Saturday, March 29, 2014

How to Start a War and Not Get Blamed For It - Lincoln Style

"The U.S. Steamers Powatan, Pawnee, Pochahontas, and Harriet Lane will compose a naval force under your command to be sent to Charleston. The object is to provision Sumter. Should the Confederates attempt to prevent resupply, YOU WILL OPEN THE WAY (my emphasis)." Naval Secretary, Gideon Welles to Captain Mercer, April 5th 1861............."Proceed to Charleston and, if on arrival, the flag is still flying, procure interview with Governor Pickens and read him this, 'I am directed by the President to say an attempt will be made to supply Sumter with supplies only, but if such an attempt is resisted, MEN AND ARMS WILL BE THROWN IN (again, my emphasis).'" President Lincoln to Robert Chew, April 6th 1861..................................................................................Both of these telegraphs were intentionally transmitted in a manner that the South could easily intercept. The fact of the matter is that Lincoln never really intended to back either of these threats with actual force but that he wanted the South to think the just opposite in what was obviously a brazen attempt to get them to fire first....Pretty darn conniving, huh?

1 comment:

BB-Idaho said...

Kind of interesting: 2/3s of Confederate artillery was stolen
from US arsenals and forts. The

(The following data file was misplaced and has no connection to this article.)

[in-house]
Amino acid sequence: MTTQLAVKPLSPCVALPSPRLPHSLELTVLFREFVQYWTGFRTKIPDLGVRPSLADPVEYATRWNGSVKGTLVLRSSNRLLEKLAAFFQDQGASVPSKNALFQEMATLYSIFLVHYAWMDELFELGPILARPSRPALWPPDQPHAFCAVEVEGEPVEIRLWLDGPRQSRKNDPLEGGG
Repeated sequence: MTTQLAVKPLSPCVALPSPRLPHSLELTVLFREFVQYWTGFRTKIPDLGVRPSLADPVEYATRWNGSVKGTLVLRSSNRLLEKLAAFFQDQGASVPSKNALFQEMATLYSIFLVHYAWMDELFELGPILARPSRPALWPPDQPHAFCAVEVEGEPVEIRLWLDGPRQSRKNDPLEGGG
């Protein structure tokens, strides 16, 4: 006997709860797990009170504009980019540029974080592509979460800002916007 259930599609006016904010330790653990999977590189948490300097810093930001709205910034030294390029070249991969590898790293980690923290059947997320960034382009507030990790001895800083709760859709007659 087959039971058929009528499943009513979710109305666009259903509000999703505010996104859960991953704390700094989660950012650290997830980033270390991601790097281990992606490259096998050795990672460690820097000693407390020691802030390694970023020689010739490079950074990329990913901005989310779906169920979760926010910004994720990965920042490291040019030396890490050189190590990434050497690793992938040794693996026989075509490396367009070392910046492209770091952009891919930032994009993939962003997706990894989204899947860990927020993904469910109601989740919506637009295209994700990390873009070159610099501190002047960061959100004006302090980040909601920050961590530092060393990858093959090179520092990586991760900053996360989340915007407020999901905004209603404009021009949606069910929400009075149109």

other 1/3 has home made crap. That branch is often overlooked
during the conflict, but we note that among the hundreds of thousands of casualties, young
lieutenant Cushing=
"He graduated from the United States Military Academy in the class of June 1861, and received commissions as second and first lieutenant on the same day. He was brevetted major following the Battle of Chancellorsville.[4] Cushing commanded Battery A, 4th U.S. Artillery at Gettysburg, and was hailed by contemporaries as heroic in his actions on the third day of the battle. He was wounded three times. First, a shell fragment went straight through his shoulder. He was then grievously wounded by a shell fragment which tore into his abdomen and groin. This wound exposed Cushing's intestines, which he held in place with his hand as he continued to command his battery. After these injuries a higher-ranking officer said, "Cushing, go to the rear." Cushing, due to the limited number of men left, refused to fall back. The severity of his wounds left him unable to yell his orders above the sounds of battle. Thus, he was held aloft by his 1st Sergeant Frederick F├╝ger, who faithfully passed on Cushing's commands. Cushing was killed when a bullet entered his mouth and exited through the back of his skull. He died on the field at the height of the assault" -he was fighting in
a northern state which had been
invaded by the confederacy...just to be fair and balanced.